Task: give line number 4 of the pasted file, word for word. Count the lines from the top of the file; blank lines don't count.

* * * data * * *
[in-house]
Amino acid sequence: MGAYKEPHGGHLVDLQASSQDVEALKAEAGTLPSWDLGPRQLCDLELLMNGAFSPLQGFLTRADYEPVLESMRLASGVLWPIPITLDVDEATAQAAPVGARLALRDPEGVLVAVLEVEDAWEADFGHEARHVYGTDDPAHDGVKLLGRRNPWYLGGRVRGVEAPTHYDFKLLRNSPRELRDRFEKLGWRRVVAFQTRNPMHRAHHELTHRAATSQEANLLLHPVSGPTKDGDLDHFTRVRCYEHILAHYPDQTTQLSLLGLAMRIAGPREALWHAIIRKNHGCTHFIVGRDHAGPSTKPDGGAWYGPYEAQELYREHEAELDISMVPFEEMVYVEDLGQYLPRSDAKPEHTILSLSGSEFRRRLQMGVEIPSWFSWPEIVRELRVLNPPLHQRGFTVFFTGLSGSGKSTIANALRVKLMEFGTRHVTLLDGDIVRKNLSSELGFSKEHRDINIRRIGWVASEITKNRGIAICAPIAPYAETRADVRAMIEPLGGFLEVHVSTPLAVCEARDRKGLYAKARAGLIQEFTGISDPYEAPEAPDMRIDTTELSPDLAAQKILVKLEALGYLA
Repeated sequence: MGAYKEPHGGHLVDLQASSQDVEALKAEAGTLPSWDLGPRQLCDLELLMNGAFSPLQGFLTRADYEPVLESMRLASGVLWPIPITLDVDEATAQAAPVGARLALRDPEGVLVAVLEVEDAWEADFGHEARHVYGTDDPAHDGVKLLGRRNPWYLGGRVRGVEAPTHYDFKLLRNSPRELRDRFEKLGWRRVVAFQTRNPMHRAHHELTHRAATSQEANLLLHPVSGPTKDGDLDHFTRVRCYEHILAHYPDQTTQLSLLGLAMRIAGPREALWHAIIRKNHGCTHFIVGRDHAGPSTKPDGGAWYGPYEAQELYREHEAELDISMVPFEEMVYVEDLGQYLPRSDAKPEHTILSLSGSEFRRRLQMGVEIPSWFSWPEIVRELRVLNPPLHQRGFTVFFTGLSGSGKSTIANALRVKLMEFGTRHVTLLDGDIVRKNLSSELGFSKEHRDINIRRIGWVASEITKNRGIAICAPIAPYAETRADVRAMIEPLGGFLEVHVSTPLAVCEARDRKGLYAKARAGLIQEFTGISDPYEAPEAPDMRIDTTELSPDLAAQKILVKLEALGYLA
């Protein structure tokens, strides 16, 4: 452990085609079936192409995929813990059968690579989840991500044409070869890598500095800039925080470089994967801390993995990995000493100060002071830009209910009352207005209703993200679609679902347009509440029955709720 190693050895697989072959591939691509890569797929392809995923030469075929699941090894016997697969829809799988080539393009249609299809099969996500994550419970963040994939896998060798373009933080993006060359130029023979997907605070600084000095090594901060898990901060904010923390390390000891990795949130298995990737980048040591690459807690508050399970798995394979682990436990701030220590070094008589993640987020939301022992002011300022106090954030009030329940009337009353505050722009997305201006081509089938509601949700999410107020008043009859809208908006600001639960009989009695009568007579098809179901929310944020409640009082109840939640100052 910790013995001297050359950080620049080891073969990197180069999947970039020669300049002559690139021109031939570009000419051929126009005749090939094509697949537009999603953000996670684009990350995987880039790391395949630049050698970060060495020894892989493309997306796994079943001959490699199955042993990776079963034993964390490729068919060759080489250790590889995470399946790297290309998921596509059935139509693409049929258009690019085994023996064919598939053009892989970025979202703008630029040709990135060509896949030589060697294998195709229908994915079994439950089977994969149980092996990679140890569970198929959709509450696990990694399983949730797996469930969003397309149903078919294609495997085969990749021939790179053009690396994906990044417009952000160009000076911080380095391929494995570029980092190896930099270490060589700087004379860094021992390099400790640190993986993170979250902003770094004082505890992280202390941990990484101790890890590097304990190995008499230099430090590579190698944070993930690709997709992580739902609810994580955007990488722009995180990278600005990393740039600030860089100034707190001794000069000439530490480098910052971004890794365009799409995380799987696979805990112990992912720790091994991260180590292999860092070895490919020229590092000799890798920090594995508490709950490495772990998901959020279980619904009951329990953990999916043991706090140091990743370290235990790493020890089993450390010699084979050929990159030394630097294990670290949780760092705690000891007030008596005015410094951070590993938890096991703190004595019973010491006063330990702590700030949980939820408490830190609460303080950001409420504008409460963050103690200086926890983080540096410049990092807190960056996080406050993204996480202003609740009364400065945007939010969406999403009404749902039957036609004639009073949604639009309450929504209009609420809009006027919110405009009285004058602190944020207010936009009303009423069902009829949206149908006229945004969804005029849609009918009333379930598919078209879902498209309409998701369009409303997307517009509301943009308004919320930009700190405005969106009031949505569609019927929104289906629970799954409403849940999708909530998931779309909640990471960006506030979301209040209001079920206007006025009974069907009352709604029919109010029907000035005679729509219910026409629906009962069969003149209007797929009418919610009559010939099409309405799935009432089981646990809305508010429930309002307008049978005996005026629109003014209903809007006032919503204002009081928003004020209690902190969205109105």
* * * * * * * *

């Protein structure tokens, strides 16, 4: 452990085609079936192409995929813990059968690579989840991500044409070869890598500095800039925080470089994967801390993995990995000493100060002071830009209910009352207005209703993200679609679902347009509440029955709720 190693050895697989072959591939691509890569797929392809995923030469075929699941090894016997697969829809799988080539393009249609299809099969996500994550419970963040994939896998060798373009933080993006060359130029023979997907605070600084000095090594901060898990901060904010923390390390000891990795949130298995990737980048040591690459807690508050399970798995394979682990436990701030220590070094008589993640987020939301022992002011300022106090954030009030329940009337009353505050722009997305201006081509089938509601949700999410107020008043009859809208908006600001639960009989009695009568007579098809179901929310944020409640009082109840939640100052 910790013995001297050359950080620049080891073969990197180069999947970039020669300049002559690139021109031939570009000419051929126009005749090939094509697949537009999603953000996670684009990350995987880039790391395949630049050698970060060495020894892989493309997306796994079943001959490699199955042993990776079963034993964390490729068919060759080489250790590889995470399946790297290309998921596509059935139509693409049929258009690019085994023996064919598939053009892989970025979202703008630029040709990135060509896949030589060697294998195709229908994915079994439950089977994969149980092996990679140890569970198929959709509450696990990694399983949730797996469930969003397309149903078919294609495997085969990749021939790179053009690396994906990044417009952000160009000076911080380095391929494995570029980092190896930099270490060589700087004379860094021992390099400790640190993986993170979250902003770094004082505890992280202390941990990484101790890890590097304990190995008499230099430090590579190698944070993930690709997709992580739902609810994580955007990488722009995180990278600005990393740039600030860089100034707190001794000069000439530490480098910052971004890794365009799409995380799987696979805990112990992912720790091994991260180590292999860092070895490919020229590092000799890798920090594995508490709950490495772990998901959020279980619904009951329990953990999916043991706090140091990743370290235990790493020890089993450390010699084979050929990159030394630097294990670290949780760092705690000891007030008596005015410094951070590993938890096991703190004595019973010491006063330990702590700030949980939820408490830190609460303080950001409420504008409460963050103690200086926890983080540096410049990092807190960056996080406050993204996480202003609740009364400065945007939010969406999403009404749902039957036609004639009073949604639009309450929504209009609420809009006027919110405009009285004058602190944020207010936009009303009423069902009829949206149908006229945004969804005029849609009918009333379930598919078209879902498209309409998701369009409303997307517009509301943009308004919320930009700190405005969106009031949505569609019927929104289906629970799954409403849940999708909530998931779309909640990471960006506030979301209040209001079920206007006025009974069907009352709604029919109010029907000035005679729509219910026409629906009962069969003149209007797929009418919610009559010939099409309405799935009432089981646990809305508010429930309002307008049978005996005026629109003014209903809007006032919503204002009081928003004020209690902190969205109105």